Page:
Trevor Munroe | Advancing in the justice system; lagging in control of corruption
Vision 2030, Jamaica’s National Development Plan, was initiated, prepared and finalised in 2009, with input from the Bruce Golding administration, the Portia Simpson Miller-led Opposition, government ministries, departments and agencies, as well as several stakeholders, including students, academics, professional and business organisations, trade unions, non-governmental organisations and the man in the street.
This widespread consultation crafted the national vision – to make “Jamaica the place of choice to live, work, raise families and do business” by 2030.
Today, in 2019, at midpoint between 2009 and 2030, the Planning Institute of Jamaica (PIOJ) tells us that we are on schedule with one quarter of the indicators but behind on three quarters.
As most of us know, in relation to the economy, we are pretty much on target and, in some cases, ahead of schedule, for example, in reducing the annual rate of inflation, increasing earnings from tourism and reducing levels of unemployment.
In that last regard, however, we would be well advised to be cautious, as the data is not readily available on average earnings in each sector, on the extent of “decent jobs” providing for secure employment (as distinct from contract labour), including pension benefits, as well as vacation, sick and maternity leave, etc.
Equally difficult to come by is up-to-date data to confirm or refute the appearance of widening gaps between the top five per cent and the rest of the society.
It was Minister Audley Shaw, in the special sitting of Parliament, which I attended, to honour the late Prime Minister Edward Seaga, who reminded us that in 1967, Jamaica’s annual economic growth was at an all-time record high. He did not mention, however, and all of us would do well to recall, that this economic growth was largely among ‘the haves’, excluding ‘the have-nots’, and was taking place on the eve of social unrest, precipitated by the 1968 Rodney riots and reflecting a widespread popular discontent with high levels of equity in the society.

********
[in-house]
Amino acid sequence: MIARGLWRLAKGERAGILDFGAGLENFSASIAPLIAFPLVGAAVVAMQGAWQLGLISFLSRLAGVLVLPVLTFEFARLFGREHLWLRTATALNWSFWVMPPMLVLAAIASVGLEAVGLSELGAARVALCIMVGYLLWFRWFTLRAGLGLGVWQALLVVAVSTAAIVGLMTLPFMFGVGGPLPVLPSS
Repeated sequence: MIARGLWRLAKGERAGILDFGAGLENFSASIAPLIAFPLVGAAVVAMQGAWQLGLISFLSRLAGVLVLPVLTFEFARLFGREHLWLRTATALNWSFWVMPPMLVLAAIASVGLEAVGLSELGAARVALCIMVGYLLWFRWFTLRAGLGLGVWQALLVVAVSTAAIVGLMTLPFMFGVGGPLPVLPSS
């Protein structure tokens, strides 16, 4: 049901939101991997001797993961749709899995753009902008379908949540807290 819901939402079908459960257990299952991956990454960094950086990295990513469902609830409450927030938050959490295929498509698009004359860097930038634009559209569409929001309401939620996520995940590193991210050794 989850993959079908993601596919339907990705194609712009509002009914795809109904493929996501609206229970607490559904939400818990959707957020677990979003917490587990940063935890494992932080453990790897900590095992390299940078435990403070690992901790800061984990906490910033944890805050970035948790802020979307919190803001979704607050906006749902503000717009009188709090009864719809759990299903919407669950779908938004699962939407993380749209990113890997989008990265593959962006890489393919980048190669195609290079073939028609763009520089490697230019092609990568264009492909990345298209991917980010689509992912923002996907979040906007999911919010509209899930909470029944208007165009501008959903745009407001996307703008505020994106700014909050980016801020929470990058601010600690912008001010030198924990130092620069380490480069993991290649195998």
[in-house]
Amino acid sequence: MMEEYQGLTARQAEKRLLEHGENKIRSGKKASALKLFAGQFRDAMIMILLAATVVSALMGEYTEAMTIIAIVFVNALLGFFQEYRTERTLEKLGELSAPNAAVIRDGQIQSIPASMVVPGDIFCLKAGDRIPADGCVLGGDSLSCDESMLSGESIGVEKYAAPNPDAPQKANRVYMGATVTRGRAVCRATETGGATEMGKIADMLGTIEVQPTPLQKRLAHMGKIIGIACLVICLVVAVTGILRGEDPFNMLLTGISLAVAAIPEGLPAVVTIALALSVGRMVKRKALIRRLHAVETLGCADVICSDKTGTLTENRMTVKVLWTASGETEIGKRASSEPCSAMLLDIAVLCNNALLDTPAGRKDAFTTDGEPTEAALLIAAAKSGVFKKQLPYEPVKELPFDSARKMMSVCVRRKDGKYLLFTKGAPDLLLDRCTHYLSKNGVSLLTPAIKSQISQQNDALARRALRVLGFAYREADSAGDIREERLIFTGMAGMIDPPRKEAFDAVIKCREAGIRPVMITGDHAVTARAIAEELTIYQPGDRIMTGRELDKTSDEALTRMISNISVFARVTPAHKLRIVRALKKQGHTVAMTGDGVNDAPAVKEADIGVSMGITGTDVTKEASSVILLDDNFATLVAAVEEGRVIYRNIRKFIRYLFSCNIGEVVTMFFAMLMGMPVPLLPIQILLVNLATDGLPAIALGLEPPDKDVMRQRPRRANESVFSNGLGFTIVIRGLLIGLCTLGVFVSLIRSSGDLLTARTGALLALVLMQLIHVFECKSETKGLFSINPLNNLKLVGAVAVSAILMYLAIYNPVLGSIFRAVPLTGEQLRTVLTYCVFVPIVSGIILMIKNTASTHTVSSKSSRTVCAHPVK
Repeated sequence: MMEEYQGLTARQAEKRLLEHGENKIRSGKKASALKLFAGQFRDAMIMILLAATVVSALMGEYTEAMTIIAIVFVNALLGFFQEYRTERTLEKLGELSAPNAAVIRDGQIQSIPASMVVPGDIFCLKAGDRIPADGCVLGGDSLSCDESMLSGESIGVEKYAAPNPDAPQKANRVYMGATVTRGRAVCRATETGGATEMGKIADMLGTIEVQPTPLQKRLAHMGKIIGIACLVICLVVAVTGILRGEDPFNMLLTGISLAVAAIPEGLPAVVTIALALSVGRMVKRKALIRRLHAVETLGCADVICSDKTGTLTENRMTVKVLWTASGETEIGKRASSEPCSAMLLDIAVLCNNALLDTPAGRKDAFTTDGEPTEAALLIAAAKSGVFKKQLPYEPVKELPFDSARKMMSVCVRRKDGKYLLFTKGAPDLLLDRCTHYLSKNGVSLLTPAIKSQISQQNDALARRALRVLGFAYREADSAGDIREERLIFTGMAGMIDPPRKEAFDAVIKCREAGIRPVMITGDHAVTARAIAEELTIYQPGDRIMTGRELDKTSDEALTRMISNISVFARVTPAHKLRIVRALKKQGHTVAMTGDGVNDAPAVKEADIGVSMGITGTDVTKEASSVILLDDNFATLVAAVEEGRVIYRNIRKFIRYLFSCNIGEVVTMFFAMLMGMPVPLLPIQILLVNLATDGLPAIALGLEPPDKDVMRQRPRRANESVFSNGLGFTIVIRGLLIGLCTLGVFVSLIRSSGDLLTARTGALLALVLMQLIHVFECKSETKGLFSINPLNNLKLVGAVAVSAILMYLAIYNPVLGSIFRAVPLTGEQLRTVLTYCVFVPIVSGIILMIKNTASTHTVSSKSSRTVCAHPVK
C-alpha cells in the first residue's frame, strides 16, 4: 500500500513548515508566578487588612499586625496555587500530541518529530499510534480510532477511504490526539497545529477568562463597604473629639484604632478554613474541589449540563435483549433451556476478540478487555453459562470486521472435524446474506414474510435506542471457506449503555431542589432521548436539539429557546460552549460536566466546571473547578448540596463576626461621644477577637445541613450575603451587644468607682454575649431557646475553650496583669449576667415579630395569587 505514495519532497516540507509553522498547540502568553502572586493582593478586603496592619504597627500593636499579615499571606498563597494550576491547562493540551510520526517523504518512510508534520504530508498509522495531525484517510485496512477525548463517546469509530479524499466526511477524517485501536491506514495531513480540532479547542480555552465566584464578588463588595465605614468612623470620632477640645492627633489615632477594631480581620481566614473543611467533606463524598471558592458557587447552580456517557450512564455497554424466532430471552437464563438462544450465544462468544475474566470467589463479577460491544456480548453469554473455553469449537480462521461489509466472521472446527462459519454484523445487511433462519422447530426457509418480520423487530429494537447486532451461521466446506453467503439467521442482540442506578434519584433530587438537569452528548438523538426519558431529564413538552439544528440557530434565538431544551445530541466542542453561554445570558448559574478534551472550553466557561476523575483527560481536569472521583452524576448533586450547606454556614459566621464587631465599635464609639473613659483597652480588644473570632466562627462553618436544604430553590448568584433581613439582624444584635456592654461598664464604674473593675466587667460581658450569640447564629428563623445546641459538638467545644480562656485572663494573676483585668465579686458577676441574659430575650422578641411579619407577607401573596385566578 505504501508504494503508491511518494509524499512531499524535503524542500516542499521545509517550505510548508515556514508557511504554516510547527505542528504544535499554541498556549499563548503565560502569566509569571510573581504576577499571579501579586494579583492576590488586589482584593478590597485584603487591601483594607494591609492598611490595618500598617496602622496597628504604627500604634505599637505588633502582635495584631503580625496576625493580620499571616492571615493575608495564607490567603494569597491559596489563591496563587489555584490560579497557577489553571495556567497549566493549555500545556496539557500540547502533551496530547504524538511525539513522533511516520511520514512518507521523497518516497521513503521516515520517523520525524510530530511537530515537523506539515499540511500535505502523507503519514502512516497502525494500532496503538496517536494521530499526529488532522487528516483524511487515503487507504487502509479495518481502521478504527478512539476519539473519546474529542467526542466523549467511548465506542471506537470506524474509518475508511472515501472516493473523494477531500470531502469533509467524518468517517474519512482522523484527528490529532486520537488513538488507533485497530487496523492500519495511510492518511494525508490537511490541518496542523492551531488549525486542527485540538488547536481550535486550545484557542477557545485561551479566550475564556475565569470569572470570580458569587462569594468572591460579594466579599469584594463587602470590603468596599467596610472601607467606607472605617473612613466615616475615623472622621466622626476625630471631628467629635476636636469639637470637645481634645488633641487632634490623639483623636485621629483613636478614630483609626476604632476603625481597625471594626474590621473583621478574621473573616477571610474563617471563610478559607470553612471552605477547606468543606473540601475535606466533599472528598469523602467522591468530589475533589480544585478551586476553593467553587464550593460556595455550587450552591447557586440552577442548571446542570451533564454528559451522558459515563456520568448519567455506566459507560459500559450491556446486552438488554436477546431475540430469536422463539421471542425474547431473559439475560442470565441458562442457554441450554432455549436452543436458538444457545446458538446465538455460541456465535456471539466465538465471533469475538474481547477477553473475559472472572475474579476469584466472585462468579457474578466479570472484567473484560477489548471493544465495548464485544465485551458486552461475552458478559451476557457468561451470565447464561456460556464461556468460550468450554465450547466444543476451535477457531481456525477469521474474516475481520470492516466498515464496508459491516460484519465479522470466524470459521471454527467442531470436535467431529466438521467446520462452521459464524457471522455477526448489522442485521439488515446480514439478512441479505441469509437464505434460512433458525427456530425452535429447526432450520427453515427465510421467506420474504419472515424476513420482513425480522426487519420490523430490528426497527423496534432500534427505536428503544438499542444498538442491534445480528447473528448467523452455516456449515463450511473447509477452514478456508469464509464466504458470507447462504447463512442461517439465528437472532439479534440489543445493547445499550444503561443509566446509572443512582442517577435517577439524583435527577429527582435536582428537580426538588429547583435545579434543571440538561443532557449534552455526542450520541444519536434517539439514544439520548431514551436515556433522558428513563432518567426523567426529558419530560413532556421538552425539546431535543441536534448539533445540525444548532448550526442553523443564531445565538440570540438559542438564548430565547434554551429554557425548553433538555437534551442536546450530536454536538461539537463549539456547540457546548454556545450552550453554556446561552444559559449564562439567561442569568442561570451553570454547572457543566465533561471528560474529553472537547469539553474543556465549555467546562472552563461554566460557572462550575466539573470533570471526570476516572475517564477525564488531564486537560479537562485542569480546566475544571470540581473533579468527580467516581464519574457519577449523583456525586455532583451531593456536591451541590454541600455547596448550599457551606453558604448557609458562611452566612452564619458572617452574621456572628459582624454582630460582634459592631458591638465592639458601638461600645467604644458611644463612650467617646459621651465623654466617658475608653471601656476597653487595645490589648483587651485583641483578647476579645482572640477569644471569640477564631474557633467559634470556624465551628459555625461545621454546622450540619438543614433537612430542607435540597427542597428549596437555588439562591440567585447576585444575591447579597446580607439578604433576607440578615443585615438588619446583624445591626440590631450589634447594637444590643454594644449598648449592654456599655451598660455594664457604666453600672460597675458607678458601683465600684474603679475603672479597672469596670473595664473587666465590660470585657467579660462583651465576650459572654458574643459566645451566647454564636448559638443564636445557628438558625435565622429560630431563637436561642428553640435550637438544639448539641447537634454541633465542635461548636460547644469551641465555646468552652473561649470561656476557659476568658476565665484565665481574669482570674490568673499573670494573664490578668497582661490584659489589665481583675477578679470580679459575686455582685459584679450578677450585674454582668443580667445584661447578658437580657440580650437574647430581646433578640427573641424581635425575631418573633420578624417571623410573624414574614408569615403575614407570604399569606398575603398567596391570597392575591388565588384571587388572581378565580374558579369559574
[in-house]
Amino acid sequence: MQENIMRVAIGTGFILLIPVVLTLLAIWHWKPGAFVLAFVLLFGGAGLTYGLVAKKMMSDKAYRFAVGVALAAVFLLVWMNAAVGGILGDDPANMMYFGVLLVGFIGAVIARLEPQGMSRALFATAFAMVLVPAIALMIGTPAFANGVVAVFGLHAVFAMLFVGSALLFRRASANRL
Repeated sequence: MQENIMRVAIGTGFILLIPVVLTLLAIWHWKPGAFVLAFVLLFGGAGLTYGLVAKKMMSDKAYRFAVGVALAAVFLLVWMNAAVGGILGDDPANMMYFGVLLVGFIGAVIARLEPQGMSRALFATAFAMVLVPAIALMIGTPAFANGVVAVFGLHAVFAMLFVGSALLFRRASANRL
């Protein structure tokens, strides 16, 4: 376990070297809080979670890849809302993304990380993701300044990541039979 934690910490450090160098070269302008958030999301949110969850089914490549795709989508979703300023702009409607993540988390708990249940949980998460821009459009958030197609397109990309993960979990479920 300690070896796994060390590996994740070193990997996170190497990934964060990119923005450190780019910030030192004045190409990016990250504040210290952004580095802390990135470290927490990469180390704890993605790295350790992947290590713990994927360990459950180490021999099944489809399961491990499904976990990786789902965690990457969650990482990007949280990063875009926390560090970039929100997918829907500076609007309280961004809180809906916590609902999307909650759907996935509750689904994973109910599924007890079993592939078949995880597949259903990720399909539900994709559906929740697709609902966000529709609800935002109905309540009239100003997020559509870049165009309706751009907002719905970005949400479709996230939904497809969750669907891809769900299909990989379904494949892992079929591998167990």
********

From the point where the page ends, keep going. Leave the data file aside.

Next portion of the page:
Nevertheless, the current economic performance has to be welcomed, even as it needs to reach down more to the man in the street.
Not so well publicised and less appreciated is a milestone achievement in Jamaica’s justice system. The Gleaner headline on Monday, June 17 read ‘Case clearance rate tops 103 per cent in parish courts during first quarter’. This means that for every 100 new cases filed in the parish courts, approximately 103 were disposed of or completed.
This exceeded the international benchmark, was the highest recorded since the establishment of the statistical unit in 2016, and was well above the target set for 2018-19 in the national development plan.
Extraordinary clearance rates were achieved in the parish courts of St Mary (162-plus per cent), Portland (137-plus per cent) and St Catherine (129-plus per cent).
Given the importance of the high clearance rate as one factor in reducing the long waiting time Jamaicans have long endured for cases to be disposed of in the parish courts, I fully agree with Chief Justice Bryan Sykes’ comment, “while there is still a far way to go ... Jamaicans should be encouraged and hopeful that our judiciary is on course to become the best in the Caribbean in three years and one of the best in the world in six years as it relates to the delivery of legal services”.
Meeting the national plan’s goal of a secure, safe and just society requires that the judicial branch, co-equal to the executive and the legislative branches, sustain this first-class performance.